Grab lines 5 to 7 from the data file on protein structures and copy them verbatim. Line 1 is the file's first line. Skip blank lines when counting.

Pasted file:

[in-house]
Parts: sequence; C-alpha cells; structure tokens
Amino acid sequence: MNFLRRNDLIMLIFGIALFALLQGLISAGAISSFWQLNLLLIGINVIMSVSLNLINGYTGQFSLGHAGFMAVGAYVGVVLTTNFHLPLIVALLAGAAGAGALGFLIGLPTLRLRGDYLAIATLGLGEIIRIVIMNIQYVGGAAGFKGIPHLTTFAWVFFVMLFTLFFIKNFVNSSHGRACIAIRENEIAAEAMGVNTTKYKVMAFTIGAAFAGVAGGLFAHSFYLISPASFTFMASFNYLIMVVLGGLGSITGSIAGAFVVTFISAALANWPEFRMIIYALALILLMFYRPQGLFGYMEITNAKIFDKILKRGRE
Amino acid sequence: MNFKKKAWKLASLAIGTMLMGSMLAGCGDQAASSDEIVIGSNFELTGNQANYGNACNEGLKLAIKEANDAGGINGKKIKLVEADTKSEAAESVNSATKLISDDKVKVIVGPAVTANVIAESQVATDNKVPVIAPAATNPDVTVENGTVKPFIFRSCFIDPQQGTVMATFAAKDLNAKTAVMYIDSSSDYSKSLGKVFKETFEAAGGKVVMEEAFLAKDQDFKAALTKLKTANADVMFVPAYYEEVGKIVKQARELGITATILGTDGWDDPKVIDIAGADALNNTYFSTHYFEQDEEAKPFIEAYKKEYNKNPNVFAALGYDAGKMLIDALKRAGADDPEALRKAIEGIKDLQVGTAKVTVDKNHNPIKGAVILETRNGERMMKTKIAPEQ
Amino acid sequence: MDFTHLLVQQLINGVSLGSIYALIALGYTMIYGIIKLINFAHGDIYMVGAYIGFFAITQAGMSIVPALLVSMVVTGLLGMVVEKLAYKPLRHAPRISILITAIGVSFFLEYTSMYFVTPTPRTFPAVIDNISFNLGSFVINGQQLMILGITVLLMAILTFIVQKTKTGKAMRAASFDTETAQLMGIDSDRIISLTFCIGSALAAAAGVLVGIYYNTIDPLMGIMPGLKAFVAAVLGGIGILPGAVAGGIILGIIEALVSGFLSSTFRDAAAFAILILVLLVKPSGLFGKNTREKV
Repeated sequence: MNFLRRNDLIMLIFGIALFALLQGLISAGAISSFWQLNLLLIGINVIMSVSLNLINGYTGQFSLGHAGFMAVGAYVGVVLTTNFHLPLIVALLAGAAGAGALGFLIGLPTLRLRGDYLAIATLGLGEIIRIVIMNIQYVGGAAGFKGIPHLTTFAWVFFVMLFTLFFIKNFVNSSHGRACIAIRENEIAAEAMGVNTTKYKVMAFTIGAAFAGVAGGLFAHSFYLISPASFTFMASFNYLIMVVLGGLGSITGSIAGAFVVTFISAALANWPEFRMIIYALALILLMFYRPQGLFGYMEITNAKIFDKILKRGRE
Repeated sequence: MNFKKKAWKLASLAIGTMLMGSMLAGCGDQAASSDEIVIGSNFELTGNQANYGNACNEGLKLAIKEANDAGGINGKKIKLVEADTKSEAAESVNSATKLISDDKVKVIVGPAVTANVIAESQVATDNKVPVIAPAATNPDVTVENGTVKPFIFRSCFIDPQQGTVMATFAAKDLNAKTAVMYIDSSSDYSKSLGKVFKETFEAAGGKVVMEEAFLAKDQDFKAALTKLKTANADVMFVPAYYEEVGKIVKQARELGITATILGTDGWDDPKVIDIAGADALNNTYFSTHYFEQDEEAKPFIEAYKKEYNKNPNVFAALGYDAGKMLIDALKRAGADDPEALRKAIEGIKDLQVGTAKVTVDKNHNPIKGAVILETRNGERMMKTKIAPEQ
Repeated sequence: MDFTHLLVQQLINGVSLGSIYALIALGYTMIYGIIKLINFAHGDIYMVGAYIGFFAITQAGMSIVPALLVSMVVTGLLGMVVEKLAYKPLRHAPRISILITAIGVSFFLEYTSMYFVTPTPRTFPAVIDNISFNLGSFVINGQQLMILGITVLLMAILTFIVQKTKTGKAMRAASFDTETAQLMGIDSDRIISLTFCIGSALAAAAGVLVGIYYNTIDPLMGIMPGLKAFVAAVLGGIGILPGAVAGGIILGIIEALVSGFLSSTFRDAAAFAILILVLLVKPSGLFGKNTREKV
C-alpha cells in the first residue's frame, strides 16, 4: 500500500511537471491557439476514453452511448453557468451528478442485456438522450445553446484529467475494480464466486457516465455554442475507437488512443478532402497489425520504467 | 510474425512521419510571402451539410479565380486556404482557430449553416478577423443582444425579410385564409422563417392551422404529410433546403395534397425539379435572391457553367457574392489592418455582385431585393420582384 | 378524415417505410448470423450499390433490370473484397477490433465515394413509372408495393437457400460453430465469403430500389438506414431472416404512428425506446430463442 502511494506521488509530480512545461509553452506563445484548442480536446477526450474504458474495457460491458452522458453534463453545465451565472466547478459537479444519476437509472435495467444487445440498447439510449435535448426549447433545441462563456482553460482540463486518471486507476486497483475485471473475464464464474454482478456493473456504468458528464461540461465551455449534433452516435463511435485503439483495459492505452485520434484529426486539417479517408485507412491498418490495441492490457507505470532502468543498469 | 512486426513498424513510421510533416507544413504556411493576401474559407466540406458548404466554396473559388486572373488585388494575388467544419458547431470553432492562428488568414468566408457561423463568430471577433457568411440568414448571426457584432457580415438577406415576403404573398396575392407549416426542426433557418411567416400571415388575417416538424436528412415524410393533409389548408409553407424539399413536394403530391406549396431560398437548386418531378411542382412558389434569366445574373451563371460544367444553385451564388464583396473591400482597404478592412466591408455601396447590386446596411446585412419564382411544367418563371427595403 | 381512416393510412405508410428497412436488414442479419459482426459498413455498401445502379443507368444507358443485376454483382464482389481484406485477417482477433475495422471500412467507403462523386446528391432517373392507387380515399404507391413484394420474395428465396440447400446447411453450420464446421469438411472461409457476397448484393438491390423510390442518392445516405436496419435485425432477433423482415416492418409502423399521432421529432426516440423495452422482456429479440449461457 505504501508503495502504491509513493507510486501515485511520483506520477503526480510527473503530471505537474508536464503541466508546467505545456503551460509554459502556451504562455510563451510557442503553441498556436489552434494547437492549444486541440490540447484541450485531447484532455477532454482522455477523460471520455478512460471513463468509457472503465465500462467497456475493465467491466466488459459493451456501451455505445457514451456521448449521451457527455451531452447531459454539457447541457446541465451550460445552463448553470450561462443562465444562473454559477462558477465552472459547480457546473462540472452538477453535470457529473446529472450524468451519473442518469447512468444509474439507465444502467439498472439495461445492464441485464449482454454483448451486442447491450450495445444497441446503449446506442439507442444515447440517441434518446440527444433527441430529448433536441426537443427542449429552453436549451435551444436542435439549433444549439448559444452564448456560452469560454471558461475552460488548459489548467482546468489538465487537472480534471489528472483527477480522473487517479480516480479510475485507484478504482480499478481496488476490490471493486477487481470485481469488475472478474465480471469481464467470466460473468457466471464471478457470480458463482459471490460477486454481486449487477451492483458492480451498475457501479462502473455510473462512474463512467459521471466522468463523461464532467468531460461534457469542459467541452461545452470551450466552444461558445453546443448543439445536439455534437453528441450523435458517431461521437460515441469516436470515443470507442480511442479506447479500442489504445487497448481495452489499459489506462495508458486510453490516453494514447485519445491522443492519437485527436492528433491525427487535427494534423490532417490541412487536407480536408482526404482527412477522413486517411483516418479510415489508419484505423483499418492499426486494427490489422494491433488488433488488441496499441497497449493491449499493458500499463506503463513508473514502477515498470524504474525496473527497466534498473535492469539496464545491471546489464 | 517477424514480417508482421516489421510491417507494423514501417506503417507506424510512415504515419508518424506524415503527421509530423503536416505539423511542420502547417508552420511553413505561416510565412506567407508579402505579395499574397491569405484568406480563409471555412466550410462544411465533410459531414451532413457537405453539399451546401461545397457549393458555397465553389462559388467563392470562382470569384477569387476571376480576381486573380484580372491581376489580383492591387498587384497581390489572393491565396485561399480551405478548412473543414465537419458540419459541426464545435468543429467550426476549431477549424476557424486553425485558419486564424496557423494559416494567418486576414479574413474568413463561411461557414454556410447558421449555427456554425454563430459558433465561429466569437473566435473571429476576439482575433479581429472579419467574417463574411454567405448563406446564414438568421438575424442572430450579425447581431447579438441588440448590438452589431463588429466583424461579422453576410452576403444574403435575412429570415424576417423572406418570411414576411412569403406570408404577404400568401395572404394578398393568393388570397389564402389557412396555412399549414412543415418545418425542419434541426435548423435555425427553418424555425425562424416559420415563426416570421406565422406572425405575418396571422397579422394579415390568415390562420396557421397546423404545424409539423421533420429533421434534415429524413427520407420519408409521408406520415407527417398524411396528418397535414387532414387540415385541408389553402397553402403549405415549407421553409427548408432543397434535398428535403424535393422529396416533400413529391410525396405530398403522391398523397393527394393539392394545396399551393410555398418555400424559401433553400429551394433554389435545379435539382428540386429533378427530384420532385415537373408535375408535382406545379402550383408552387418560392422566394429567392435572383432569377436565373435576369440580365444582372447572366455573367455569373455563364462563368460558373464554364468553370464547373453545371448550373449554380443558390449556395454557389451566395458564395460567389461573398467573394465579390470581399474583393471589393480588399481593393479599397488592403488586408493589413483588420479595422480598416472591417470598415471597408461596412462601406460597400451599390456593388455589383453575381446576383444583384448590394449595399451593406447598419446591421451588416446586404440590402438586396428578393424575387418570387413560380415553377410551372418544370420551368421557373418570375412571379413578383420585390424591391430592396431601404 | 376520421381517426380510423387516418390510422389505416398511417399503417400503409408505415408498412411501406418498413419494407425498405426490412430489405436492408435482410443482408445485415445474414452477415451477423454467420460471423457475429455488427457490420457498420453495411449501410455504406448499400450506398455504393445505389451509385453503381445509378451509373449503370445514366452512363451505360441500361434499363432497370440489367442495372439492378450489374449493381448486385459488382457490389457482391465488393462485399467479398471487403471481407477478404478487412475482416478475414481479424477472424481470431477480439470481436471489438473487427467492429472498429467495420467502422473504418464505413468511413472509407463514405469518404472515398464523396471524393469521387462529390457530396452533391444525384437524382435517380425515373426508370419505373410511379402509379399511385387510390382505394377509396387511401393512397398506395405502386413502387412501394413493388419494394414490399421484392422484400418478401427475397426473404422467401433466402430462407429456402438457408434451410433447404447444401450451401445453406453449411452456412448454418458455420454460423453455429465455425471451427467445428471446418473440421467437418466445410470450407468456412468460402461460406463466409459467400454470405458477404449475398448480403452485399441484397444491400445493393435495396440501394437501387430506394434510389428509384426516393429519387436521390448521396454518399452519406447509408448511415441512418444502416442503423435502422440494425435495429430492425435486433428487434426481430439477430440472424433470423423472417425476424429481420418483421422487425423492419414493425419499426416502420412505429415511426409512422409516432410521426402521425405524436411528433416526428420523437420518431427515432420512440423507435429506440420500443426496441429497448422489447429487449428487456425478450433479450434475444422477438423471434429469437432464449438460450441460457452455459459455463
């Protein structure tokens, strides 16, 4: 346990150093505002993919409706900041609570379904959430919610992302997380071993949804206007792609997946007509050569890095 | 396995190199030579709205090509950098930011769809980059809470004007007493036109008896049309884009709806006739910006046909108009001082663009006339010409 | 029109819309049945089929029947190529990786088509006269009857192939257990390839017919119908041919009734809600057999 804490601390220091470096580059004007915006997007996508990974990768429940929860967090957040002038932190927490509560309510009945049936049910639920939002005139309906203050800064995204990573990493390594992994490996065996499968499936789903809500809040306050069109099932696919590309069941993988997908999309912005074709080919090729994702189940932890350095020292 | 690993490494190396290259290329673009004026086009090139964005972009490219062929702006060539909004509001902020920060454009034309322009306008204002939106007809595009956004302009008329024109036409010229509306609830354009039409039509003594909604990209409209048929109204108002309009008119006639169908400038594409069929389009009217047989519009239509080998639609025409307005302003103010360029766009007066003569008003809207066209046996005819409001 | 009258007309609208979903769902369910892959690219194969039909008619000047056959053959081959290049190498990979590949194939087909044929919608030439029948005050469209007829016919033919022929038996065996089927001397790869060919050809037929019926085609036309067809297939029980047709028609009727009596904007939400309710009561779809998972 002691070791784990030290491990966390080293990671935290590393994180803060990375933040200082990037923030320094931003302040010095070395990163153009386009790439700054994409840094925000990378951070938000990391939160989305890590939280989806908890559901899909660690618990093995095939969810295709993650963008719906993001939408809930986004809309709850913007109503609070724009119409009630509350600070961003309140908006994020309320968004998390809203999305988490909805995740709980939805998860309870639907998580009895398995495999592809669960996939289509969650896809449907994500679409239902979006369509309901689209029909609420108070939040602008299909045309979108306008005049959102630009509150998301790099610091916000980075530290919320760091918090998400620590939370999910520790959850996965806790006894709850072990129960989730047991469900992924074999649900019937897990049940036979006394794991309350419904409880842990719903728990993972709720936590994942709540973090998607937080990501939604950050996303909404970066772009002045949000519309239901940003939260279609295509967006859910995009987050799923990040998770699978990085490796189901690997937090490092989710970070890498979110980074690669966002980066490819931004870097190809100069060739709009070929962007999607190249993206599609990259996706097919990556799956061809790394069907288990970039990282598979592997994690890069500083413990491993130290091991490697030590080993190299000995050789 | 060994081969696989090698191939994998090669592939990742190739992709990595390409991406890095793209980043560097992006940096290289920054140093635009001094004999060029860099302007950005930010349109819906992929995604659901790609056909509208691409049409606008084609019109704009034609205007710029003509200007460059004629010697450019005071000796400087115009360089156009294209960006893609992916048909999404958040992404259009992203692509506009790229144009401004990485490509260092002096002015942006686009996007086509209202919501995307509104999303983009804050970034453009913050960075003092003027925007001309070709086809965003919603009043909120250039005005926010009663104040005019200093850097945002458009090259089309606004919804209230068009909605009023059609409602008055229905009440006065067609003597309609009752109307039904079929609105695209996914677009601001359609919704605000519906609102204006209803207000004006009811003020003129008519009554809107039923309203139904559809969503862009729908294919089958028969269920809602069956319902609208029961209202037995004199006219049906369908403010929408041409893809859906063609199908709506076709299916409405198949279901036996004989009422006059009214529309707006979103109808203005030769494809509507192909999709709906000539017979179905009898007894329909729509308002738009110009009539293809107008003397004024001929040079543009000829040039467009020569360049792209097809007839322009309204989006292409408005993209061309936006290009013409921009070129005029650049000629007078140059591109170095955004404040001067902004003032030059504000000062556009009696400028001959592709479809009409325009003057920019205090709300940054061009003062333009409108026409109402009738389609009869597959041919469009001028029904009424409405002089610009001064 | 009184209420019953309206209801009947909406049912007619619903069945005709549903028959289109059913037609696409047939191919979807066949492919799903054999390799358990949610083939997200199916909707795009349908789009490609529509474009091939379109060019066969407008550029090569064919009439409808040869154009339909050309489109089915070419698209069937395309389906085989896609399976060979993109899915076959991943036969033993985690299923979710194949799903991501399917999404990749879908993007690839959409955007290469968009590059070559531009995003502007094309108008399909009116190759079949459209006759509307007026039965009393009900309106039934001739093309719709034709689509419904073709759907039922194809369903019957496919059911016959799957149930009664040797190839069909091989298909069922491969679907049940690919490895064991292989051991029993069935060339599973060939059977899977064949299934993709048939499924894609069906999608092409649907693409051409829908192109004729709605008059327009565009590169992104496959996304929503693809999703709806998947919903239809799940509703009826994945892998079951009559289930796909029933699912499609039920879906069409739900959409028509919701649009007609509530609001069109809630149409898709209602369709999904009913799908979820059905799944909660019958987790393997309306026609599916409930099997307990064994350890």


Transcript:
Amino acid sequence: MDFTHLLVQQLINGVSLGSIYALIALGYTMIYGIIKLINFAHGDIYMVGAYIGFFAITQAGMSIVPALLVSMVVTGLLGMVVEKLAYKPLRHAPRISILITAIGVSFFLEYTSMYFVTPTPRTFPAVIDNISFNLGSFVINGQQLMILGITVLLMAILTFIVQKTKTGKAMRAASFDTETAQLMGIDSDRIISLTFCIGSALAAAAGVLVGIYYNTIDPLMGIMPGLKAFVAAVLGGIGILPGAVAGGIILGIIEALVSGFLSSTFRDAAAFAILILVLLVKPSGLFGKNTREKV
Repeated sequence: MNFLRRNDLIMLIFGIALFALLQGLISAGAISSFWQLNLLLIGINVIMSVSLNLINGYTGQFSLGHAGFMAVGAYVGVVLTTNFHLPLIVALLAGAAGAGALGFLIGLPTLRLRGDYLAIATLGLGEIIRIVIMNIQYVGGAAGFKGIPHLTTFAWVFFVMLFTLFFIKNFVNSSHGRACIAIRENEIAAEAMGVNTTKYKVMAFTIGAAFAGVAGGLFAHSFYLISPASFTFMASFNYLIMVVLGGLGSITGSIAGAFVVTFISAALANWPEFRMIIYALALILLMFYRPQGLFGYMEITNAKIFDKILKRGRE
Repeated sequence: MNFKKKAWKLASLAIGTMLMGSMLAGCGDQAASSDEIVIGSNFELTGNQANYGNACNEGLKLAIKEANDAGGINGKKIKLVEADTKSEAAESVNSATKLISDDKVKVIVGPAVTANVIAESQVATDNKVPVIAPAATNPDVTVENGTVKPFIFRSCFIDPQQGTVMATFAAKDLNAKTAVMYIDSSSDYSKSLGKVFKETFEAAGGKVVMEEAFLAKDQDFKAALTKLKTANADVMFVPAYYEEVGKIVKQARELGITATILGTDGWDDPKVIDIAGADALNNTYFSTHYFEQDEEAKPFIEAYKKEYNKNPNVFAALGYDAGKMLIDALKRAGADDPEALRKAIEGIKDLQVGTAKVTVDKNHNPIKGAVILETRNGERMMKTKIAPEQ